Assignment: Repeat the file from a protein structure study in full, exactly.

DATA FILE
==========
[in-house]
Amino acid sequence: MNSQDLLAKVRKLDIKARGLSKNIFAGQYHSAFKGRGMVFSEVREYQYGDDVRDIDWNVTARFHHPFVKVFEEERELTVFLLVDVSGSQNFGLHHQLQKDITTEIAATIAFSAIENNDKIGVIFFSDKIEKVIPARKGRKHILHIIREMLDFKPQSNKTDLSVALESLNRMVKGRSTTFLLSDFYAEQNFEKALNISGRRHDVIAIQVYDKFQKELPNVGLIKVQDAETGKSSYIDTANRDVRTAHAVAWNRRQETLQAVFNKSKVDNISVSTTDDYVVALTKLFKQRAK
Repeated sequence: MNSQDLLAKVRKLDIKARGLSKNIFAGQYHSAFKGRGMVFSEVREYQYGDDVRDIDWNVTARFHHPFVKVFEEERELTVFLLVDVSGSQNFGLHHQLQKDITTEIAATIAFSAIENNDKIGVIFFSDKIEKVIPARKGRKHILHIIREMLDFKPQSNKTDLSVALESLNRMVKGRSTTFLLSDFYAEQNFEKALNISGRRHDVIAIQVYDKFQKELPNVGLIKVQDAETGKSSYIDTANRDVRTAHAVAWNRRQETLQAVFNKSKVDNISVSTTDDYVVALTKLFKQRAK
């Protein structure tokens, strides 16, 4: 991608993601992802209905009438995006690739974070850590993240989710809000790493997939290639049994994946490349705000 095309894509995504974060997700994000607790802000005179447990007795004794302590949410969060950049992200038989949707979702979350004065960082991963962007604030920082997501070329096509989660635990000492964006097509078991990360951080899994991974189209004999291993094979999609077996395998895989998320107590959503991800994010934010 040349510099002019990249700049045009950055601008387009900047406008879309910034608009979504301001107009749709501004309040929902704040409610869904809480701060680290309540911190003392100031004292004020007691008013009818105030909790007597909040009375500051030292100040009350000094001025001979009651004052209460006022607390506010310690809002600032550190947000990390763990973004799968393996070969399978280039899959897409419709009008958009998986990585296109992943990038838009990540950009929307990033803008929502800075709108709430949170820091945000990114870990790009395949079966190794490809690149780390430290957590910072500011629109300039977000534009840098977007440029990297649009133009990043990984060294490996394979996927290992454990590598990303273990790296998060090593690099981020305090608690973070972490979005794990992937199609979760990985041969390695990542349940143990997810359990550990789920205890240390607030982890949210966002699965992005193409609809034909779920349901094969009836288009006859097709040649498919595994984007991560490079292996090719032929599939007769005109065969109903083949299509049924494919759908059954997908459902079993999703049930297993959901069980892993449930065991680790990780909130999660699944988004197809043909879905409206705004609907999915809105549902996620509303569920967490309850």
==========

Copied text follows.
[in-house]
Amino acid sequence: MNSQDLLAKVRKLDIKARGLSKNIFAGQYHSAFKGRGMVFSEVREYQYGDDVRDIDWNVTARFHHPFVKVFEEERELTVFLLVDVSGSQNFGLHHQLQKDITTEIAATIAFSAIENNDKIGVIFFSDKIEKVIPARKGRKHILHIIREMLDFKPQSNKTDLSVALESLNRMVKGRSTTFLLSDFYAEQNFEKALNISGRRHDVIAIQVYDKFQKELPNVGLIKVQDAETGKSSYIDTANRDVRTAHAVAWNRRQETLQAVFNKSKVDNISVSTTDDYVVALTKLFKQRAK
Repeated sequence: MNSQDLLAKVRKLDIKARGLSKNIFAGQYHSAFKGRGMVFSEVREYQYGDDVRDIDWNVTARFHHPFVKVFEEERELTVFLLVDVSGSQNFGLHHQLQKDITTEIAATIAFSAIENNDKIGVIFFSDKIEKVIPARKGRKHILHIIREMLDFKPQSNKTDLSVALESLNRMVKGRSTTFLLSDFYAEQNFEKALNISGRRHDVIAIQVYDKFQKELPNVGLIKVQDAETGKSSYIDTANRDVRTAHAVAWNRRQETLQAVFNKSKVDNISVSTTDDYVVALTKLFKQRAK
């Protein structure tokens, strides 16, 4: 991608993601992802209905009438995006690739974070850590993240989710809000790493997939290639049994994946490349705000 095309894509995504974060997700994000607790802000005179447990007795004794302590949410969060950049992200038989949707979702979350004065960082991963962007604030920082997501070329096509989660635990000492964006097509078991990360951080899994991974189209004999291993094979999609077996395998895989998320107590959503991800994010934010 040349510099002019990249700049045009950055601008387009900047406008879309910034608009979504301001107009749709501004309040929902704040409610869904809480701060680290309540911190003392100031004292004020007691008013009818105030909790007597909040009375500051030292100040009350000094001025001979009651004052209460006022607390506010310690809002600032550190947000990390763990973004799968393996070969399978280039899959897409419709009008958009998986990585296109992943990038838009990540950009929307990033803008929502800075709108709430949170820091945000990114870990790009395949079966190794490809690149780390430290957590910072500011629109300039977000534009840098977007440029990297649009133009990043990984060294490996394979996927290992454990590598990303273990790296998060090593690099981020305090608690973070972490979005794990992937199609979760990985041969390695990542349940143990997810359990550990789920205890240390607030982890949210966002699965992005193409609809034909779920349901094969009836288009006859097709040649498919595994984007991560490079292996090719032929599939007769005109065969109903083949299509049924494919759908059954997908459902079993999703049930297993959901069980892993449930065991680790990780909130999660699944988004197809043909879905409206705004609907999915809105549902996620509303569920967490309850």